Are you inheriting a property in Spain? Or are you receiving gift property? The taxes to be paid are Successions/Gift tax and Capital Gains Tax (Plusvalía).
When you inherit property after somebody dies.
When you are the beneficiary of a life insurance policy and the insured person dies.
When somebody gives you his/her property while he/she is alive.
Who has to pay the tax? Where and when?
a) Mortis Causa (when somebody has passed away) The tax has to be paid by the heir getting the property. The heirs are named on the Will. If you are named on a Will but do not accept the inheritance, you do not have to pay the tax. If there is no Will, the heirs will have to be appointed by a Notary or Judge. Normally if there are children, they will be the heirs in the first place. The tax has to be paid where the deceased person had his/her domicile if he/she was a Spanish resident. If he/she was not a Spanish resident, the successions tax has to be paid where the property is located.
b) Life Insurance. The beneficiaries have to pay for the tax. The tax has to be paid where the deceased person had his/her domicile.
The term to pay the successions tax is of 6 months starting at the date of death. If the tax is not paid within the 6 months, you will have to pay a late fee.
c) Gift. The donee or person receiving the gift has to pay for Gift tax. The tax has to be paid where the donee resided. If the donee is not a Spanish resident, the tax has to be paid where the gifted property is located.
The term to pay the tax is when you receive the gift.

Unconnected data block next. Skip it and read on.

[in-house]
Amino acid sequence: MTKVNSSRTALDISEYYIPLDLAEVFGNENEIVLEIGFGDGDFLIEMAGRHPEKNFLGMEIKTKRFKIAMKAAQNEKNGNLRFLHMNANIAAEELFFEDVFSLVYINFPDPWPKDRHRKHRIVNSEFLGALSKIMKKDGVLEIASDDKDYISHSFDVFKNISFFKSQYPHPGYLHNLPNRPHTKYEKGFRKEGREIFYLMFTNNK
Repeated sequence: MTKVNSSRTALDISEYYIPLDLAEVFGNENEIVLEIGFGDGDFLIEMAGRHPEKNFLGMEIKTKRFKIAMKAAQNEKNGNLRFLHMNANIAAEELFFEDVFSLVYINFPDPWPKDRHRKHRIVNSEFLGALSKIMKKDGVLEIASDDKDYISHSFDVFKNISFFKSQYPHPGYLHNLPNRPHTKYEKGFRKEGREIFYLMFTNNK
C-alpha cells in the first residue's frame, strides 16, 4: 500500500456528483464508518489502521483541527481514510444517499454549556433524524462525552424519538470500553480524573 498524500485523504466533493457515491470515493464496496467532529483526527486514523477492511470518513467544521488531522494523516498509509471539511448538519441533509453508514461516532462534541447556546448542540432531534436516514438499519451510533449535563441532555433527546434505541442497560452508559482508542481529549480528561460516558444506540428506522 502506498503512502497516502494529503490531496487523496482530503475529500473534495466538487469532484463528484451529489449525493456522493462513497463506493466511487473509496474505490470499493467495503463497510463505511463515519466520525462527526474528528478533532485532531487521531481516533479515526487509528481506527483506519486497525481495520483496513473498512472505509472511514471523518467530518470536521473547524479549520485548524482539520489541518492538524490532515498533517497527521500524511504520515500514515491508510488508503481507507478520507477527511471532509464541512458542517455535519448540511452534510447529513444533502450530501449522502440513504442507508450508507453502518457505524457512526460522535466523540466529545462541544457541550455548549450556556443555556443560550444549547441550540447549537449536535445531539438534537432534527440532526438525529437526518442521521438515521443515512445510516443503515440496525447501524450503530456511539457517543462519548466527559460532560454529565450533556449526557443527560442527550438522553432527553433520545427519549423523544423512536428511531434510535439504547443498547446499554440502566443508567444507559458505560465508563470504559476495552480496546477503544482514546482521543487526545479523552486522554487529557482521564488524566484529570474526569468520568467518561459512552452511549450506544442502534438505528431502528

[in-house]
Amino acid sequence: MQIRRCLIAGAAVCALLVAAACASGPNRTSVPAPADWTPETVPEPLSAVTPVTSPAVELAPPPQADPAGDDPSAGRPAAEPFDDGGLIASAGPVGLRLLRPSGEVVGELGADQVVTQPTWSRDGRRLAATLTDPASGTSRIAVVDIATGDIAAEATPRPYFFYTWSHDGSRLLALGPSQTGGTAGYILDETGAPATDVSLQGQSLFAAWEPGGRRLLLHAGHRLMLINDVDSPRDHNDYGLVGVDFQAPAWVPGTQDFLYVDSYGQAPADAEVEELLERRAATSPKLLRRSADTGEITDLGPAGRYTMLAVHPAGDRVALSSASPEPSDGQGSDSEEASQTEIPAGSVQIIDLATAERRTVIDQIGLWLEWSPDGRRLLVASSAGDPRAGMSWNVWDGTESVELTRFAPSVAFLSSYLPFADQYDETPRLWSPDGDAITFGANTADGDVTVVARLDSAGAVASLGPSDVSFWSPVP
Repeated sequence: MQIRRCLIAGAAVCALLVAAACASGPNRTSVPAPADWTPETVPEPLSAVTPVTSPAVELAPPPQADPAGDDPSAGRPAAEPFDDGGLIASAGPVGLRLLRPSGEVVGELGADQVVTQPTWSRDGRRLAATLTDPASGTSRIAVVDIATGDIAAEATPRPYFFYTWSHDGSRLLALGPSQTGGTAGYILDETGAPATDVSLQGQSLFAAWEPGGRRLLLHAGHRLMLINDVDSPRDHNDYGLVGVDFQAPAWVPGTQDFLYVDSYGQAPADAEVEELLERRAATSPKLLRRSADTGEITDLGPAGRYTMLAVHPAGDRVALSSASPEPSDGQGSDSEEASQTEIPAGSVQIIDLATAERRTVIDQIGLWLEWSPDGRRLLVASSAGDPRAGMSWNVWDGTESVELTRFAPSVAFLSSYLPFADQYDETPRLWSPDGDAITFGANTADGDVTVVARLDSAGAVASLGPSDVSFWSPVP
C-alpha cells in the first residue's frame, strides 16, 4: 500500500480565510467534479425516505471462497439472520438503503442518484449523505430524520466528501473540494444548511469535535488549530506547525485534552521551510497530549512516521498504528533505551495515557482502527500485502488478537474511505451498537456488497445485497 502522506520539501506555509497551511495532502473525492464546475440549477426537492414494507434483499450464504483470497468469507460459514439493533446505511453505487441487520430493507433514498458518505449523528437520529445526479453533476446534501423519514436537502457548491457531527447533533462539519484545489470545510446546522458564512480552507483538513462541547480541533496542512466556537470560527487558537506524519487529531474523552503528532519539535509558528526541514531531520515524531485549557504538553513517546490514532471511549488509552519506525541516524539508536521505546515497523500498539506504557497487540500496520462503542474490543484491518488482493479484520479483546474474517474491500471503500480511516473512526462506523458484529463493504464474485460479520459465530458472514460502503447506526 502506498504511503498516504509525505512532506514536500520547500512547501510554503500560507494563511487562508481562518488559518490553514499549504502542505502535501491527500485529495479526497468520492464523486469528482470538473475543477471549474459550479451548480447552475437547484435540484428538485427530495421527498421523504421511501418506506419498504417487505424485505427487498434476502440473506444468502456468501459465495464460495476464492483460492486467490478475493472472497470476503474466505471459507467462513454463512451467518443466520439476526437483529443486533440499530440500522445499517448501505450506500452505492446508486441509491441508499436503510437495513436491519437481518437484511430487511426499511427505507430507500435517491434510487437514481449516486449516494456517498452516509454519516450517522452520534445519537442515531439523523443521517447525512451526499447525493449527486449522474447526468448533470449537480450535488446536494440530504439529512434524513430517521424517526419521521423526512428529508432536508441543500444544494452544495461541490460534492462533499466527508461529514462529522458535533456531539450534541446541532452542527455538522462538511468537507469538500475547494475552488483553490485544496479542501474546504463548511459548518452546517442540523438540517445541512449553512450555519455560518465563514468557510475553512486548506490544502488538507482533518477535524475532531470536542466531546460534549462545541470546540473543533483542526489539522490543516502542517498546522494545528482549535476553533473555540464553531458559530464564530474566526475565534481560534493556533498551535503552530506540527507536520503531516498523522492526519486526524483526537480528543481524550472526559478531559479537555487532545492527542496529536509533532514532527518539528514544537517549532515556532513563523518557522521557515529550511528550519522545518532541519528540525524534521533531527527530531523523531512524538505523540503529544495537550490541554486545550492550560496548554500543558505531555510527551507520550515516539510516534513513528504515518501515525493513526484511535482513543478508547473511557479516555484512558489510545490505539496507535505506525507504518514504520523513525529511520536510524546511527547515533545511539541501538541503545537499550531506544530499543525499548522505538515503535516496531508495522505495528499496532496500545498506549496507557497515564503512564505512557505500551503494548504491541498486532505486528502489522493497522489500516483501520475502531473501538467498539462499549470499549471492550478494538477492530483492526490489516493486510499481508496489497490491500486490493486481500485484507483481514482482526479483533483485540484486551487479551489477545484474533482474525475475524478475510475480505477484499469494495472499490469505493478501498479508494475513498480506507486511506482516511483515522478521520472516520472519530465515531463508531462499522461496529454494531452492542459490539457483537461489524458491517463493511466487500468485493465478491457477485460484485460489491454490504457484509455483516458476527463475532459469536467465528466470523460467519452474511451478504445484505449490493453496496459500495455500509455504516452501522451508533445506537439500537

Plusvalía (Capital Gains Tax)
The Plusvalía tax has to be paid when receiving a property (inheritance or gift) and when the property is sold. If you receive a property and then sell it after one year, you will have to pay the Plusvalía tax twice, at the time you receive the property and at the time you sell it. If you sell the property you have received within the first year, you should pay the tax just once.
The tax has to be paid to the city council.
The term to pay the tax is 6 months.
The tax is calculated by the council and takes into account the increase of the value of the land and other details as future value. This is why sometimes we are required to pay the tax even if we have lost money with the sale. The Spanish Supreme Court ruled that if there is no actual gain when selling a property, the council should not charge the tax and the taxpayer has the right to claim it back.
Claiming it to the city council can be very complicated because if they do not solve the problem out of court, you should send a claim and the cost of hiring a lawyer and court representative is normally higher than the tax to pay. So the councils just wait to be sued because most people will not waste their money on this.